What is the formula of OEE calculation ?
OEE, or Overall Equipment Effectiveness, is a brilliant invention that, in a single number, tells you how much waste there is on your shop floor. It is the ratio of what you produced to what you could have produced – the actual output to the theoretical possible output. It tells you how efficiently you are using your equipment and your investment. There is a simple formula of OEE.
OEE = Availability x Performance x Quality
The components A, P and Q in the formula of OEE can be summed up representing:
1. How much time did the machine run ?
2. How efficiently did it run while it was running ?
3. How many good parts did it produce while it was running ?
Availability: Is the machine operating or not? The ratio of the time that the machine was running, to the time that it could have actually run. The difference is because of idle time caused by breakdowns, setup, shift-change, etc.
Performance: How fast is the machine running? The ratio of the number of parts produced to the number of parts that theoretically could have been produced in the time that the machine was running. The difference could be because of inspection, insert changes, tool breakage, etc. between the start and end of a cycle. On a CNC machine, the difference could be due to using the feed rate or spindle speed override.
Quality: How many good parts were made? The ratio of the number of parts that pass quality inspection to the total number of parts made. The difference is the number of parts rejected. OEE allows you to measure and reduce waste (of available time, machine capacity, raw material) on the shop floor. It is a single number that you can communicate to, and is understood by, everybody from the machine operator to the President. It can be tracked month-on-month, improved upon.
|Type of loss||Meaning||Examples|
|Not scheduled for production||Time when the machine is not planned to run||Non-working shifts, holidays, lunch breaks, tea breaks|
|Failure, Idle time||Time when the machine is planned to run, but is not running. This includes all events that stop production long enough where it makes sense to track a reason for the downtime (typically several minutes).||Setup, machine breakdown, inspection, accident, no raw material, power shutdown, part unloading and loading.|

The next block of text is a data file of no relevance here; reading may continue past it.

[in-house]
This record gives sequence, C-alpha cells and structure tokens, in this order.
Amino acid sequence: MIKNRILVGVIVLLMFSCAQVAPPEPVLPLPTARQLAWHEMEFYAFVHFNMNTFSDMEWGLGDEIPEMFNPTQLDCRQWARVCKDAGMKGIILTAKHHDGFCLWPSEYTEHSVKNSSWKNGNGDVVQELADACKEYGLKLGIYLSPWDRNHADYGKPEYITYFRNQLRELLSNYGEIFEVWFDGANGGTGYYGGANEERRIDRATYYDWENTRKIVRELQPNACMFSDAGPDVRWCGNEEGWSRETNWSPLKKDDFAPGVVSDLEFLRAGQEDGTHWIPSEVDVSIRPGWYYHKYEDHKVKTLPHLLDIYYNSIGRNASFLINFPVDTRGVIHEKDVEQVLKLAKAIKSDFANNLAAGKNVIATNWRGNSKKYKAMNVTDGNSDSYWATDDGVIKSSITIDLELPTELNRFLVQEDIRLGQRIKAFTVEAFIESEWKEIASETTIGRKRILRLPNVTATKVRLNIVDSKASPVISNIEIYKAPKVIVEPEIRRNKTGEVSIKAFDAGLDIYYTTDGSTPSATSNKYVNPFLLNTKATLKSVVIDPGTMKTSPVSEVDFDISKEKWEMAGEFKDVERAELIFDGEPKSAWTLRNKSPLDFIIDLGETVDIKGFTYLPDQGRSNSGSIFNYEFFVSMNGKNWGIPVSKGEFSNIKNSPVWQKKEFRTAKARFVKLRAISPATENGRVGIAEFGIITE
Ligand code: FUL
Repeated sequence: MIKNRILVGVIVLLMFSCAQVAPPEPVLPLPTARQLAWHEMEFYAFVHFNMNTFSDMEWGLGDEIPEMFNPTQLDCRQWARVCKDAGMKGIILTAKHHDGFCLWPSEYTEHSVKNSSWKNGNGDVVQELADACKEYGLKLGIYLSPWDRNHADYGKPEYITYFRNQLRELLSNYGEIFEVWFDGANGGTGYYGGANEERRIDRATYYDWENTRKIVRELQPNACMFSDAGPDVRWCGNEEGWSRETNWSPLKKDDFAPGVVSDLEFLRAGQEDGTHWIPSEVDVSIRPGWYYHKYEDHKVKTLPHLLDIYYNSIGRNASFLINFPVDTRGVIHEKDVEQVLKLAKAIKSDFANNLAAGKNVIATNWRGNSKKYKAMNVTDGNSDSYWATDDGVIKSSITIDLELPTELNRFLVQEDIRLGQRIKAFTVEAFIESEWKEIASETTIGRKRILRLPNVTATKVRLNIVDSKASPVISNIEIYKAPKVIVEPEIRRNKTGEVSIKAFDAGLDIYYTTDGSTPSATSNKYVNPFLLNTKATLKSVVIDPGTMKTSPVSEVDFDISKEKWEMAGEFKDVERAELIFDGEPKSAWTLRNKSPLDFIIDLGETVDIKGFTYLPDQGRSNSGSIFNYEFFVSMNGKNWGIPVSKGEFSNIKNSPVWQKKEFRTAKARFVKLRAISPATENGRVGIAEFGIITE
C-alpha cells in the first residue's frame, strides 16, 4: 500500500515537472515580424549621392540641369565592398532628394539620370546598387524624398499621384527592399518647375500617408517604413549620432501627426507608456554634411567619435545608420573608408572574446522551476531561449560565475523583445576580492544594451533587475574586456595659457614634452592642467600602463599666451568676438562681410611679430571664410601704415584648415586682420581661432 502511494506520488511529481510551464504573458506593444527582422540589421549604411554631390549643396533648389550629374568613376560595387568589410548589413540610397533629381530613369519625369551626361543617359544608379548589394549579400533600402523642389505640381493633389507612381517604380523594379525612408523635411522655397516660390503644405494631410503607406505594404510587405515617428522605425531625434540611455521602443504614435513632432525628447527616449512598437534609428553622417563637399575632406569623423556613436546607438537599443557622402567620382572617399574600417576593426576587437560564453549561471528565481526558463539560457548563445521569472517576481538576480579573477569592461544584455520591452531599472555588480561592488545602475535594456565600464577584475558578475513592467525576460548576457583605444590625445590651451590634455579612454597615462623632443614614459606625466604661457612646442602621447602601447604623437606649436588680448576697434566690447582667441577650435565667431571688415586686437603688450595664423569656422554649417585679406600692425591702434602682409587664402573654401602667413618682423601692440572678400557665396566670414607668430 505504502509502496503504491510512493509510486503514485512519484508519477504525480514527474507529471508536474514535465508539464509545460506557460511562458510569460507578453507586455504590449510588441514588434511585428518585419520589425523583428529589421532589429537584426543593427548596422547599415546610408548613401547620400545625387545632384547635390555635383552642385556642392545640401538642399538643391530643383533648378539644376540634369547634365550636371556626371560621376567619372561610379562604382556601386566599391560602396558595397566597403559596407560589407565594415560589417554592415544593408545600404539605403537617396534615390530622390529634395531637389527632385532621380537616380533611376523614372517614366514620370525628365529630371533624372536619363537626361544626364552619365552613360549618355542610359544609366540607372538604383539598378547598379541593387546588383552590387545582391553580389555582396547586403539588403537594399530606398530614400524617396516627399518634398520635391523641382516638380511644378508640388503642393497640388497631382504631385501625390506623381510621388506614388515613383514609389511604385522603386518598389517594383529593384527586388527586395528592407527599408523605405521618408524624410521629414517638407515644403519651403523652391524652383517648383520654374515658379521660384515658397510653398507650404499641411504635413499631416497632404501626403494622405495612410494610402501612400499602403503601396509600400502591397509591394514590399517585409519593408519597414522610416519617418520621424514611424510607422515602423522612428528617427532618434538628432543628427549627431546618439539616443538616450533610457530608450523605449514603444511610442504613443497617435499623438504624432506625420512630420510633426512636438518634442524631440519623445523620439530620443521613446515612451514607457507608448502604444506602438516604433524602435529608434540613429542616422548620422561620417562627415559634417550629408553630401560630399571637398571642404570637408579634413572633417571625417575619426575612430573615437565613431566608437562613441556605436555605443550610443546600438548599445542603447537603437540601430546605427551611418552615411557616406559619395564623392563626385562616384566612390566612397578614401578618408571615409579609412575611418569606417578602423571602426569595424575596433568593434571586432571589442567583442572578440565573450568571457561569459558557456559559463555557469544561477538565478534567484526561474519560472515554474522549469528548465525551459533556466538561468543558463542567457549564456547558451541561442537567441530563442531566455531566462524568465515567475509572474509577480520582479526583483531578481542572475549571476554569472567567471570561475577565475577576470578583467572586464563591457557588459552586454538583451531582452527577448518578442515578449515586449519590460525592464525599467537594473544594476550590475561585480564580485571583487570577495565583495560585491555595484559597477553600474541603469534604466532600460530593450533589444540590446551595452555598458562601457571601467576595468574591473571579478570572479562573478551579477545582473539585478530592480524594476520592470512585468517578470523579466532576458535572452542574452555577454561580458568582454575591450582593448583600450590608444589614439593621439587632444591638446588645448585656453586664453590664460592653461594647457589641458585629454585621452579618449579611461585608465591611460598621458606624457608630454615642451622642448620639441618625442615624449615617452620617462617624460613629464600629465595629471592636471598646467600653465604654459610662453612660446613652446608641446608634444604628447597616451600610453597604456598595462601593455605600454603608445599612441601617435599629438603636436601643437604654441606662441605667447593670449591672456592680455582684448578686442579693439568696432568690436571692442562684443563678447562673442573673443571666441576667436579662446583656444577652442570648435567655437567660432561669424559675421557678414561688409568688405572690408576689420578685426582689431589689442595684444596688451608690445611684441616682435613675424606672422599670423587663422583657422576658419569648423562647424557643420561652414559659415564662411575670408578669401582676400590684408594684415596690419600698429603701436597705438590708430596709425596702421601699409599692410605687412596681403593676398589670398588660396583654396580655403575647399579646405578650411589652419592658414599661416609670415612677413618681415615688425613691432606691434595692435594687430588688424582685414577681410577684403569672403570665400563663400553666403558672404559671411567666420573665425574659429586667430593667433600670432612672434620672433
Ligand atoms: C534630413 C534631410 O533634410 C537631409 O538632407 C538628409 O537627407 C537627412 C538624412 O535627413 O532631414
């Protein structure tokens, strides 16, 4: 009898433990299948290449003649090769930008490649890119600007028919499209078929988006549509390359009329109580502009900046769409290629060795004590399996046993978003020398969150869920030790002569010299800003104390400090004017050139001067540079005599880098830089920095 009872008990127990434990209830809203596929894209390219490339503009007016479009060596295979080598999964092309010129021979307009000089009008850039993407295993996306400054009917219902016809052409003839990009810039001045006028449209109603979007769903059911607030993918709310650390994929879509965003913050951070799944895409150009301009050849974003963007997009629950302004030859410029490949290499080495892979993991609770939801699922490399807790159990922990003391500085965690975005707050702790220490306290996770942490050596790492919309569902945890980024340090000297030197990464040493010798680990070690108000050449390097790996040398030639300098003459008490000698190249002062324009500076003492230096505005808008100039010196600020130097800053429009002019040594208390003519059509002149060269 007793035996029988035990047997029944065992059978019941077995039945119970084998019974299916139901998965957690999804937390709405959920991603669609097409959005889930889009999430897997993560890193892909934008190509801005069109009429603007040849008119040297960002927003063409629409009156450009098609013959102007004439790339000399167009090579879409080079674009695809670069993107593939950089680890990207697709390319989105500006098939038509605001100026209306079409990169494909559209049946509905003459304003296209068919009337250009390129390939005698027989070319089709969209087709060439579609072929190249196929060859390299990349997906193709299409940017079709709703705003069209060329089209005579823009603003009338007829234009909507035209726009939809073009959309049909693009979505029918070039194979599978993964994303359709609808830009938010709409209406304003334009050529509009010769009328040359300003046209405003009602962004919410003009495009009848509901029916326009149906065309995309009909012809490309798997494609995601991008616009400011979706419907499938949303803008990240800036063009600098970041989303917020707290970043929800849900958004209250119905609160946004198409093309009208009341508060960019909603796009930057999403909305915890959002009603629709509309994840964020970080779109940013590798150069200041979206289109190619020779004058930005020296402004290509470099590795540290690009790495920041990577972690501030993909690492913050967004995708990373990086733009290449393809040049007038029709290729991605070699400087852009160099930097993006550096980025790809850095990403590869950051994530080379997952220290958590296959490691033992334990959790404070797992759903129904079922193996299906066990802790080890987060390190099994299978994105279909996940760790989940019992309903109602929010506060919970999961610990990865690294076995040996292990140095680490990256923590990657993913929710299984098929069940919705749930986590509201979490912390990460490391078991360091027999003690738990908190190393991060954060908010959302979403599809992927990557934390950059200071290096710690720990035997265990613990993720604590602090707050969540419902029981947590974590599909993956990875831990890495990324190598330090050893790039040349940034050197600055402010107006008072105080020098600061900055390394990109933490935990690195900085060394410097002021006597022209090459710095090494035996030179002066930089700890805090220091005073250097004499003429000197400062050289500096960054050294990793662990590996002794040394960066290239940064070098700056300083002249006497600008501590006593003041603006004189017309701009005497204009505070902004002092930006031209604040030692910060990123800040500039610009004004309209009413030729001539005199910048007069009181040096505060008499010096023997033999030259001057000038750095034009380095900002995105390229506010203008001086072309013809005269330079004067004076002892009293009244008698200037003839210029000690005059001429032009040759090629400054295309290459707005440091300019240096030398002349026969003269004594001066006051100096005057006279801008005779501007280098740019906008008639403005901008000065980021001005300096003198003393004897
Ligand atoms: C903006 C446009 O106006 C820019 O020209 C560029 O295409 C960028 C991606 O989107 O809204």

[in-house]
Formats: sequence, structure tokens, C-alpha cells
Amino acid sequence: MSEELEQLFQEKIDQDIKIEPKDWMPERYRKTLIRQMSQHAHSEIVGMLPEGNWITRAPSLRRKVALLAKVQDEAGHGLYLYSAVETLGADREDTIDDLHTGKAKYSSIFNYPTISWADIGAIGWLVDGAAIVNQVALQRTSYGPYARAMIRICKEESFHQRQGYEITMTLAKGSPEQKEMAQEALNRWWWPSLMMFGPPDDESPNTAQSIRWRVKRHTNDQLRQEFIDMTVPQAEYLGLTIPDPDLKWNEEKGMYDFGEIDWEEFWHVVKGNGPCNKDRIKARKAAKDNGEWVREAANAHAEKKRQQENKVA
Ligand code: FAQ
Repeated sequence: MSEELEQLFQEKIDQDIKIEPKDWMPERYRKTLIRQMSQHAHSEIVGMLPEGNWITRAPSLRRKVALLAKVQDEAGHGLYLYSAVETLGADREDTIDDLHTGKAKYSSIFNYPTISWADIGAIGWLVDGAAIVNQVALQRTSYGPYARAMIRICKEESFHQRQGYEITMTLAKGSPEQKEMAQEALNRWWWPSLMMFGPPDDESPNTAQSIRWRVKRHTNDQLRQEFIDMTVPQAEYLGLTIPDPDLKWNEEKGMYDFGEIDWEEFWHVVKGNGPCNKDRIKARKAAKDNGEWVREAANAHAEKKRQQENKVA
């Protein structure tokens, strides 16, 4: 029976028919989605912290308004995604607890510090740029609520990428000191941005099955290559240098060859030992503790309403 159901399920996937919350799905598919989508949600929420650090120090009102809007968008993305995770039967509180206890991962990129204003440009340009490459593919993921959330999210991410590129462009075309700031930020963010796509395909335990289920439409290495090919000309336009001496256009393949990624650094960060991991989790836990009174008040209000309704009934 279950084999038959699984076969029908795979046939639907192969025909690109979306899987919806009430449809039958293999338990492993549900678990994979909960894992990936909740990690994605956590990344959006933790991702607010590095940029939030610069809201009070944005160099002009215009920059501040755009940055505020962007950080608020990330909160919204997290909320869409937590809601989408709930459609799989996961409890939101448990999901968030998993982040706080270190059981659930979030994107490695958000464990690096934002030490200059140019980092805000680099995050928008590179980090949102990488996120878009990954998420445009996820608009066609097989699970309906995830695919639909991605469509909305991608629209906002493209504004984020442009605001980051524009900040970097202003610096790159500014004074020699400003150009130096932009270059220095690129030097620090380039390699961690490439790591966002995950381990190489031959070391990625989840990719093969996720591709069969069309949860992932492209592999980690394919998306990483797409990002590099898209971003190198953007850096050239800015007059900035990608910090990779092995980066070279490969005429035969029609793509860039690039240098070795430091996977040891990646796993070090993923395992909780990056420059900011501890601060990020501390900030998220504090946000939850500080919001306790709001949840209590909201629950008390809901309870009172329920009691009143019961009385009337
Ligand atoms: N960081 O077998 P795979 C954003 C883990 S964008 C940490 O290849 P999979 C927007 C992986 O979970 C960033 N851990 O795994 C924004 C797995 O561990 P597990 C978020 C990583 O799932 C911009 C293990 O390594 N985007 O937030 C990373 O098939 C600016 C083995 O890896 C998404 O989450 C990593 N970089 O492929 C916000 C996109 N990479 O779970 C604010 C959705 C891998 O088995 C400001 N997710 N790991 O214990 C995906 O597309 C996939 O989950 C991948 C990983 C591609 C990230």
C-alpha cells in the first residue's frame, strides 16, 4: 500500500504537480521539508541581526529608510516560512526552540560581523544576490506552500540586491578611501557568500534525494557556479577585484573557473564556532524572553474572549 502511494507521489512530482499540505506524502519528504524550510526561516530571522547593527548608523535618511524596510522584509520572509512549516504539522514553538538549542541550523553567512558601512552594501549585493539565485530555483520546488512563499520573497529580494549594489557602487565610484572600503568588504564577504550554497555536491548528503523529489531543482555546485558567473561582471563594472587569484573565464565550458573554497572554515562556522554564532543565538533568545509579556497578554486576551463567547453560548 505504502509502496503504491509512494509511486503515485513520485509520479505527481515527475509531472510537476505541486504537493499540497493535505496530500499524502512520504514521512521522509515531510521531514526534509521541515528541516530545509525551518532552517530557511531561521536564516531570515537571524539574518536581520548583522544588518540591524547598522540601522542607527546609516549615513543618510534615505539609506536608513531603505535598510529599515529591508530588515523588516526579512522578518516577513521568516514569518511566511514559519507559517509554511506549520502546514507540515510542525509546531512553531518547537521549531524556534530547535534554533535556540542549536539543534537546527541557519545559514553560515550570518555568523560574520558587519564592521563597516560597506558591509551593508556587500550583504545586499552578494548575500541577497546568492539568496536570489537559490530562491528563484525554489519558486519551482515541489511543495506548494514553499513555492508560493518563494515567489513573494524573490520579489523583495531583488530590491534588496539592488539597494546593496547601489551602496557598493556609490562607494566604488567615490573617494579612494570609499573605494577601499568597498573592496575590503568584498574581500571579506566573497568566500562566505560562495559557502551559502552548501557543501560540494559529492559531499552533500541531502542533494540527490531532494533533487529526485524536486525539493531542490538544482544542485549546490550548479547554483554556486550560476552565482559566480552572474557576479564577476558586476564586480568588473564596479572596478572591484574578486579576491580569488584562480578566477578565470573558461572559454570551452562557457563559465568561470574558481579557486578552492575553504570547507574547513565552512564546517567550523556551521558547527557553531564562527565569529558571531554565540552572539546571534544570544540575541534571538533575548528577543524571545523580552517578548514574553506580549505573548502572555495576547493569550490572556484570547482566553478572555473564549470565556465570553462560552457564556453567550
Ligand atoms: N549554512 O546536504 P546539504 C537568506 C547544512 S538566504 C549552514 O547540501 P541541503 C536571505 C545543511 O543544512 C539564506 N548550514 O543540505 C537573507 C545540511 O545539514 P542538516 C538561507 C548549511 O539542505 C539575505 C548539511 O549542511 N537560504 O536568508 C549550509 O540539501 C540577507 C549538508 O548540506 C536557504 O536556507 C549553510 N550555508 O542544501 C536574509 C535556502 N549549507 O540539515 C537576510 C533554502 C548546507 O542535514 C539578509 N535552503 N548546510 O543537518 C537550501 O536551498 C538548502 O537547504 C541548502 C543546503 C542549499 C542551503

|Minor stops, Speed loss||Machine running at lower than normal production rate, and downtimes of duration so small that it does not make sense to track the reason for the downtime.||Part unload/load time that is longer than the standard unload/load time, cycle times that are longer than the standard cycle time, rework.|
|Scrap||Number of rejected parts.||Rejection quantity|
A = 100 x (Running time / Available time)
P = 100 x (Real production / Theoretical production)
If you are running a single part,
P = No of parts produced / No. of parts that could have been produced
P = (No. of parts produced x Std. cycle time of part) / Running time
If you are running multiple parts,
P = Σ(No. of parts produced x Std. cycle time of part) / Running time
Q = 100 x (No. of OK parts produced / Total parts produced)
OEE: A x P x Q
A shop works 24 hours in 3 shifts of 8 hours each.
There is a break of 30 minutes in each shift (total 1.5 hrs. in a day).
The std. cycle time of the part being produced is 29 minutes. The std. load-unload time is 1 minute – time to unload a finished part and load the next part. Each part therefore takes 30 minutes.
There is a downtime of 4 hours. The downtime is due to a machine breakdown, waiting for raw material and a power shutdown.
35 pieces are made.
1 piece is rejected.
Available time = 22.5 hrs. (24 – 1.5 hrs. breaks)
Running time = 18.5 hrs. (22.5 – 4 hrs downtime)
Availability = 100 x (18.5 / 22.5) = 82.2 %
Theoretical production = 37 pieces (18.5 / 0.5). Running time is 18.5 hrs, and each part takes 30 minutes.
Real production = 35
Performance = 100 x (35 / 37) = 94.6 %
Real production = 35 pieces
Good products = 34 (35 – 1 rejection)
Quality = 34 / 35 = 97.1 %
OEE = 100 x (.822 x .946 x .971) = 75.4 %.
Biryani and Pulao – what’s the difference ?
The word Biryani is derived from the Persian word ‘Birian’. In Persian, Birian means ‘Fried before Cooking’. Meat (or vegetables) is fried in ghee and half-cooked. Separately, rice is fried in Ghee and half-cooked. The rice and meat are layered in a vessel called a Handi. You can see the layers in the vessel, and the different layers are visible and have a different taste when served.
Pulao is from the Persian word Pilaf. Rice is browned in oil, and separately, meat (or veg) is fried in Ghee and cooked with aromatic spices in water. The rice and this broth are mixed together and cooked. The pulao is a homogenous mixture when cooking, and looks and tastes homogeous when served.
The difference between biryani and pulao is in the LAYERS. Biryani has layers, while pulao does not. So Biryani is multi-dimensional and more interesting as you eat it.
I first learnt this about this difference about 10 years ago, in a restaurant in Bangalore called Biryani Merchant (no longer in existence, sadly). They served 3 different types of biryani on any given day (out of the 10-odd types in India). India has a large variety of Biryanis: Lucknow, Hyderabadi, Kashmiri, Ambur, Kolkata, Bohri, Calicut, Tahiri (this is a vegetarian biryani). There was a leaflet on each table educating you about biryani. The menu was fixed, and you paid a fixed amount, ate as much as you could.
Way back then, as a young lad of 45 I could put away vast quantities of food. Owners of ‘eat-all-you-can’ establishments used to shiver as I walked in, thinking of the damage I was about to do to their balance sheet.
About his blog from LEANworx: Plug-and-play Industry 4.0 system for MSMEs.